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Some Indians want ‘Da Vinci’ banned, one offers bounty for author

Some Indian Christians are so incensed with the fictional blockbuster "The Da Vinci Code" they want the government to ban it and one Roman Catholic has offered a bounty of US$25 000 on the head of author Dan Brown, leaving other members of the faithful embarrassed by the reaction.

The Mumbai Catholic Council has threatened to stop the screening of the movie if the government fails to ban the recently released movie of the book. Another group called the Catholic Social Forum has said if the shows go ahead it will launch a death fast from 12 May.

Nicolas Almeida, a Catholic and former Mumbai municipal councillor, offered a reward of 1.1 million rupees ($25 000) for the head of author Brown, leading a Catholic journalist to compare Almeida to the Taliban.

Still, the autonomous Delhi Commission for Minorities joined Christian groups like the All India Christian Council calling for a ban on the movie.

The commission said the Da Vinci Code is "sheer blasphemy" and that it has "deeply upset Christian sentiments", in appealing on 10 May to the federal Censor Board to deny screening permission for the movie.

"In a country like ours where vicious propaganda is used against Christian minorities by Hindu bigots, the movie will be handy for them to tarnish our image," Arnold James, a Church of North India member and Christian representative in the Commission, told Ecumenical News International.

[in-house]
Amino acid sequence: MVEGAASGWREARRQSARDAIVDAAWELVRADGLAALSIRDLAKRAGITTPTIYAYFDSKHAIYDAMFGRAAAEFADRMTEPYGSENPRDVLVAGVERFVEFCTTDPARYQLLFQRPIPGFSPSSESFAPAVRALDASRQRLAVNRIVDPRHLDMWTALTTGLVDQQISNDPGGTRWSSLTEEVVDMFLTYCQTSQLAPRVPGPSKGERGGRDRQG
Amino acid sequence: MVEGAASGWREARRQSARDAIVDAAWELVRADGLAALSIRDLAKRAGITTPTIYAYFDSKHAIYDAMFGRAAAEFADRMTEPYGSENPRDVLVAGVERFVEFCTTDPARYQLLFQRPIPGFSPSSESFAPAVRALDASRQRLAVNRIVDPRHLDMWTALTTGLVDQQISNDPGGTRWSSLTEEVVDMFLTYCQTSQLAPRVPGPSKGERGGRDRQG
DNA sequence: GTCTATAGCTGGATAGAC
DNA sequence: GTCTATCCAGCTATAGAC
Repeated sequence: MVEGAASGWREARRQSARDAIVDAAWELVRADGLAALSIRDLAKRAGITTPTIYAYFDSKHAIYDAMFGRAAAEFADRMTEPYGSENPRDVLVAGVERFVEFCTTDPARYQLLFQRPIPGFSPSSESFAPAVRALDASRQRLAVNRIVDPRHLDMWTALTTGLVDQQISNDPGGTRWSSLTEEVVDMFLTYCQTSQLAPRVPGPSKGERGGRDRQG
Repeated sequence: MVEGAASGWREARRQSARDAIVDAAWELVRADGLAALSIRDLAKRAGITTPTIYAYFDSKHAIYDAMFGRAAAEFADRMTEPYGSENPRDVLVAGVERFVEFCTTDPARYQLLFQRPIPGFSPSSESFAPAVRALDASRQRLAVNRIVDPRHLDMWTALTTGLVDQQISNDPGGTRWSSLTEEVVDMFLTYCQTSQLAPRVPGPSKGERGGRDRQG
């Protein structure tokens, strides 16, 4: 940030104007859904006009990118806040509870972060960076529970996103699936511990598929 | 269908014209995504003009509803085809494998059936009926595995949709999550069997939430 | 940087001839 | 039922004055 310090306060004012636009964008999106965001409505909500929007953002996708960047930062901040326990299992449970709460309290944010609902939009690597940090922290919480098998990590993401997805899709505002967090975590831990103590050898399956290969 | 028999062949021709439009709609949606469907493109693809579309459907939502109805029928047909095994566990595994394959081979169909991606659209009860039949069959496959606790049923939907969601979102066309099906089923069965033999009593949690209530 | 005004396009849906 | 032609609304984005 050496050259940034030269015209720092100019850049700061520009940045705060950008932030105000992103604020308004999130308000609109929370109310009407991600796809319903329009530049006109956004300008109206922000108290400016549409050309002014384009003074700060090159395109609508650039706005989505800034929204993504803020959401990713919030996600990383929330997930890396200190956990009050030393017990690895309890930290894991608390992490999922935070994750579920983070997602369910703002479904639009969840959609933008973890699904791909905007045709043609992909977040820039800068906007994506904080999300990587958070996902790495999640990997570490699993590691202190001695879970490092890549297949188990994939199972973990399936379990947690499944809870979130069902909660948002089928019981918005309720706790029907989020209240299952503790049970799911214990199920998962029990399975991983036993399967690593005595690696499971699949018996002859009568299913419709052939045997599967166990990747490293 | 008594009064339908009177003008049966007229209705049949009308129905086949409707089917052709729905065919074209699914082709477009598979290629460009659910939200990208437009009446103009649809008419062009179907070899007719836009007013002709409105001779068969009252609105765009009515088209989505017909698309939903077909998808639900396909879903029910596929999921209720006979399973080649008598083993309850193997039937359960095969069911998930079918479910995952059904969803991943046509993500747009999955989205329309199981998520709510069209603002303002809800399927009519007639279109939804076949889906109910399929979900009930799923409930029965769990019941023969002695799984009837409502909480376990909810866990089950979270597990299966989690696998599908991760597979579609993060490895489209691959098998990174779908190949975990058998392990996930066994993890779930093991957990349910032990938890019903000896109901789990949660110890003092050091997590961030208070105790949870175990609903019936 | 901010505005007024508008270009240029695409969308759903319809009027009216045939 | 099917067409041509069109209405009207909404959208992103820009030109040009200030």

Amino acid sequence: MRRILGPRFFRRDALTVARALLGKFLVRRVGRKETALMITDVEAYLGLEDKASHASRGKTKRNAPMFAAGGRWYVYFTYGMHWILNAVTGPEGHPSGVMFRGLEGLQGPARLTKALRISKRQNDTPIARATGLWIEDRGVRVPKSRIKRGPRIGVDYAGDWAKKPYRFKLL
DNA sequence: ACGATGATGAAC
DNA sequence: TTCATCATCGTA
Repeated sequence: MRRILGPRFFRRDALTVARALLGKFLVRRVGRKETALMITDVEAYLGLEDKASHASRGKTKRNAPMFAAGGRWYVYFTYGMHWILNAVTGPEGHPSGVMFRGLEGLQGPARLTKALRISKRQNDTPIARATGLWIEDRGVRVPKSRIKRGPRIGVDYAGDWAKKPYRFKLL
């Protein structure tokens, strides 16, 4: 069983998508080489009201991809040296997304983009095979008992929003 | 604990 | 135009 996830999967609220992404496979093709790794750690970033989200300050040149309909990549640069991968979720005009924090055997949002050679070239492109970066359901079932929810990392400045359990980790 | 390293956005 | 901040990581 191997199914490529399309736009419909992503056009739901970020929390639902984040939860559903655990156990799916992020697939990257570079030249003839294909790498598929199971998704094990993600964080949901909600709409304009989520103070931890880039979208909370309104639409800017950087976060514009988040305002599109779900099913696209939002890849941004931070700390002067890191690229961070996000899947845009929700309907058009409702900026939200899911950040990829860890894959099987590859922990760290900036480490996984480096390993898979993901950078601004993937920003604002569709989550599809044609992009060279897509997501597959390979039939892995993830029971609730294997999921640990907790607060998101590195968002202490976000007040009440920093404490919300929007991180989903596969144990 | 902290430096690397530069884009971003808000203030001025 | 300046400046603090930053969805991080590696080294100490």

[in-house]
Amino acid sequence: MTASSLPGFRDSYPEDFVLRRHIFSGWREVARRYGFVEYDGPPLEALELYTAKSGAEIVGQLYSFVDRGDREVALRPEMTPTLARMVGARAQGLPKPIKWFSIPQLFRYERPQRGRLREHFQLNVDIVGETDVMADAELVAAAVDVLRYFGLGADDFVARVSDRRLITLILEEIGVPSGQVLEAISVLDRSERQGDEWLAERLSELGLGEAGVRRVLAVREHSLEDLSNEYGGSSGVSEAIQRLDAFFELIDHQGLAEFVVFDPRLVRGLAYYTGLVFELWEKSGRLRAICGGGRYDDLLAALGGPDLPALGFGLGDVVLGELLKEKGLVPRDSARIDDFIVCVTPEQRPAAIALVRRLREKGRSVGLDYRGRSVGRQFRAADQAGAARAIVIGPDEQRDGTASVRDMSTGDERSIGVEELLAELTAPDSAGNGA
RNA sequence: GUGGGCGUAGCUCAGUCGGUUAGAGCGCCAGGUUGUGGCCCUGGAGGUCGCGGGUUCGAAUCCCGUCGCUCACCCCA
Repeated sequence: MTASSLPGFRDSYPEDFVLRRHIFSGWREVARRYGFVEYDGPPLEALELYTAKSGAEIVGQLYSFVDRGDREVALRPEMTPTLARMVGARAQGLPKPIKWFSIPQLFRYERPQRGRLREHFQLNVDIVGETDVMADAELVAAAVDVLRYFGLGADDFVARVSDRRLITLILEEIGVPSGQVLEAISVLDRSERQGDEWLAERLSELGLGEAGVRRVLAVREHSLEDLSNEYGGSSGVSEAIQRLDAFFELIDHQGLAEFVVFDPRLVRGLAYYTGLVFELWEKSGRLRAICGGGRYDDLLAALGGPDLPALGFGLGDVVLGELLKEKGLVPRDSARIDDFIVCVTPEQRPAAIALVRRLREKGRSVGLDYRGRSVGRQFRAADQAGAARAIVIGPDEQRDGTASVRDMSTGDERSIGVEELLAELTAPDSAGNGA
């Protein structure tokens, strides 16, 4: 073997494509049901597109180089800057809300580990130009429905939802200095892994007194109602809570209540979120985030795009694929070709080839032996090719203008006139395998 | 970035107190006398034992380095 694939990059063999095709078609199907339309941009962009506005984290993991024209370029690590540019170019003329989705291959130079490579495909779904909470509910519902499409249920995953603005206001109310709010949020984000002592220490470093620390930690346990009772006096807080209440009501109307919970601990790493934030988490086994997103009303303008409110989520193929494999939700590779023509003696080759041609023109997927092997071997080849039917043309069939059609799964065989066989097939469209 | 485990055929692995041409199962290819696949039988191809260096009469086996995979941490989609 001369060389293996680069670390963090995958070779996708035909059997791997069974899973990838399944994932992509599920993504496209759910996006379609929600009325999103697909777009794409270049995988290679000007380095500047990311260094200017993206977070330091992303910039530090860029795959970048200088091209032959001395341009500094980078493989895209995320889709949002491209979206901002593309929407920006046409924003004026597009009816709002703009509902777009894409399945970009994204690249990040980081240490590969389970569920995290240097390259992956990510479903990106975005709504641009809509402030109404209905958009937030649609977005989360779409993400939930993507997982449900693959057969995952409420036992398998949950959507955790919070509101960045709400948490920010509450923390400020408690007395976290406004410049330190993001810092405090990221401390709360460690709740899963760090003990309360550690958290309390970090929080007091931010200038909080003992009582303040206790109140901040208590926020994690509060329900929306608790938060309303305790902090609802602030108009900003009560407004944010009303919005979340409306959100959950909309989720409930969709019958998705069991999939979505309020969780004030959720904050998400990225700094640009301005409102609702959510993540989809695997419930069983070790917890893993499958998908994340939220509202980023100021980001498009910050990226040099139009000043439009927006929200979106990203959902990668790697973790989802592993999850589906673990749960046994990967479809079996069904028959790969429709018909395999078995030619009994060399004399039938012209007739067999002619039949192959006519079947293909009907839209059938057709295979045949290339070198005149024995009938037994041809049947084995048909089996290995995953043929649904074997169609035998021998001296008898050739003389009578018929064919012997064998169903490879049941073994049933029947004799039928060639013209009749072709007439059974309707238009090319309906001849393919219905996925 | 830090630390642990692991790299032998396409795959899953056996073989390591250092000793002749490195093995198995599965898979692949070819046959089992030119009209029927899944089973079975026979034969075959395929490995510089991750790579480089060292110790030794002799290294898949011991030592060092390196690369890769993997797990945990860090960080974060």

Archbishop Stanislaus Fernandes, secretary general of the Catholic Bishops’ Conference of India, said the fictional work "belittles what is at the heart of Christian faith and cherished in Christian life", in a statement objecting to the release of the movie.

"Every individual has a right to his religious beliefs and to enjoy the respect to them from the followers of other religions," said the bishops’ conference in an 11 May statement.

Some Catholics have, however, rebuffed the moves to ban the fictional work.

"Offering bounty for the head of the author is a Taliban-like response," Kay Benedict, a Catholic journalist, told ENI. With their protests, he said, Catholics have ensured "more than enough publicity" for the movie in India. "The Christian faith is 2000 years old and it is not so fragile as to be destroyed by a single movie."

(c) Ecumenical News International